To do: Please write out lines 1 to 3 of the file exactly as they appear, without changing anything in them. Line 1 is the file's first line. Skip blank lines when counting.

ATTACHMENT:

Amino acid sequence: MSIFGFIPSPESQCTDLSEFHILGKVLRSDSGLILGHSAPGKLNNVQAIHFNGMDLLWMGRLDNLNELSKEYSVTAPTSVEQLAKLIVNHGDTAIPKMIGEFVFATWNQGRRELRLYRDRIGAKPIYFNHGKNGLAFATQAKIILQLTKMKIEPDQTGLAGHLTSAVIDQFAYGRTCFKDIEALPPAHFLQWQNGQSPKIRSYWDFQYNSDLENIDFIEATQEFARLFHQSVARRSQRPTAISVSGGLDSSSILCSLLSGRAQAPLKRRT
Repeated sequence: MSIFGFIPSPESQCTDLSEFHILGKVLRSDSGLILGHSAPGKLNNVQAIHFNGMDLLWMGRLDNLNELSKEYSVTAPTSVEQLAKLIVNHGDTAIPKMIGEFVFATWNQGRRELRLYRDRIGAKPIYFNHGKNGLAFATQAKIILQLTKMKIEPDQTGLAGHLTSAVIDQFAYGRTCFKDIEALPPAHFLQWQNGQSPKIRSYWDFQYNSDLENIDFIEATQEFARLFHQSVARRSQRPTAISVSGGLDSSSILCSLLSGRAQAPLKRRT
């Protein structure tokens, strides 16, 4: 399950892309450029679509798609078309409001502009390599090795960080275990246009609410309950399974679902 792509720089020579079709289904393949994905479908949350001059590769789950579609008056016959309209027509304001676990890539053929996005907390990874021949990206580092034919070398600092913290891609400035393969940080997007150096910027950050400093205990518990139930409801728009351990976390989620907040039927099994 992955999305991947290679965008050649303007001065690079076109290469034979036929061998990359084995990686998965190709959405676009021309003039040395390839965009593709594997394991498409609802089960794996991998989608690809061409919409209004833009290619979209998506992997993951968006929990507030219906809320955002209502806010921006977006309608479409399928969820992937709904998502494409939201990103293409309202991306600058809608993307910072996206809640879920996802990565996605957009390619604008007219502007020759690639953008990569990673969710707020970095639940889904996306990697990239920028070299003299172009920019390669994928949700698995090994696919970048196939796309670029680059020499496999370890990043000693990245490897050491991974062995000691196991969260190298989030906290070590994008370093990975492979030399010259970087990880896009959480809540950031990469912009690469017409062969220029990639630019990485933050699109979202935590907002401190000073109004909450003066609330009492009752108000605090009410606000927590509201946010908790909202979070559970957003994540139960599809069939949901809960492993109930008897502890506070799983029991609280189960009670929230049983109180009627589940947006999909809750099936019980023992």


Amino acid sequence: MSIFGFIPSPESQCTDLSEFHILGKVLRSDSGLILGHSAPGKLNNVQAIHFNGMDLLWMGRLDNLNELSKEYSVTAPTSVEQLAKLIVNHGDTAIPKMIGEFVFATWNQGRRELRLYRDRIGAKPIYFNHGKNGLAFATQAKIILQLTKMKIEPDQTGLAGHLTSAVIDQFAYGRTCFKDIEALPPAHFLQWQNGQSPKIRSYWDFQYNSDLENIDFIEATQEFARLFHQSVARRSQRPTAISVSGGLDSSSILCSLLSGRAQAPLKRRT
Repeated sequence: MSIFGFIPSPESQCTDLSEFHILGKVLRSDSGLILGHSAPGKLNNVQAIHFNGMDLLWMGRLDNLNELSKEYSVTAPTSVEQLAKLIVNHGDTAIPKMIGEFVFATWNQGRRELRLYRDRIGAKPIYFNHGKNGLAFATQAKIILQLTKMKIEPDQTGLAGHLTSAVIDQFAYGRTCFKDIEALPPAHFLQWQNGQSPKIRSYWDFQYNSDLENIDFIEATQEFARLFHQSVARRSQRPTAISVSGGLDSSSILCSLLSGRAQAPLKRRT
């Protein structure tokens, strides 16, 4: 399950892309450029679509798609078309409001502009390599090795960080275990246009609410309950399974679902 792509720089020579079709289904393949994905479908949350001059590769789950579609008056016959309209027509304001676990890539053929996005907390990874021949990206580092034919070398600092913290891609400035393969940080997007150096910027950050400093205990518990139930409801728009351990976390989620907040039927099994 992955999305991947290679965008050649303007001065690079076109290469034979036929061998990359084995990686998965190709959405676009021309003039040395390839965009593709594997394991498409609802089960794996991998989608690809061409919409209004833009290619979209998506992997993951968006929990507030219906809320955002209502806010921006977006309608479409399928969820992937709904998502494409939201990103293409309202991306600058809608993307910072996206809640879920996802990565996605957009390619604008007219502007020759690639953008990569990673969710707020970095639940889904996306990697990239920028070299003299172009920019390669994928949700698995090994696919970048196939796309670029680059020499496999370890990043000693990245490897050491991974062995000691196991969260190298989030906290070590994008370093990975492979030399010259970087990880896009959480809540950031990469912009690469017409062969220029990639630019990485933050699109979202935590907002401190000073109004909450003066609330009492009752108000605090009410606000927590509201946010908790909202979070559970957003994540139960599809069939949901809960492993109930008897502890506070799983029991609280189960009670929230049983109180009627589940947006999909809750099936019980023992």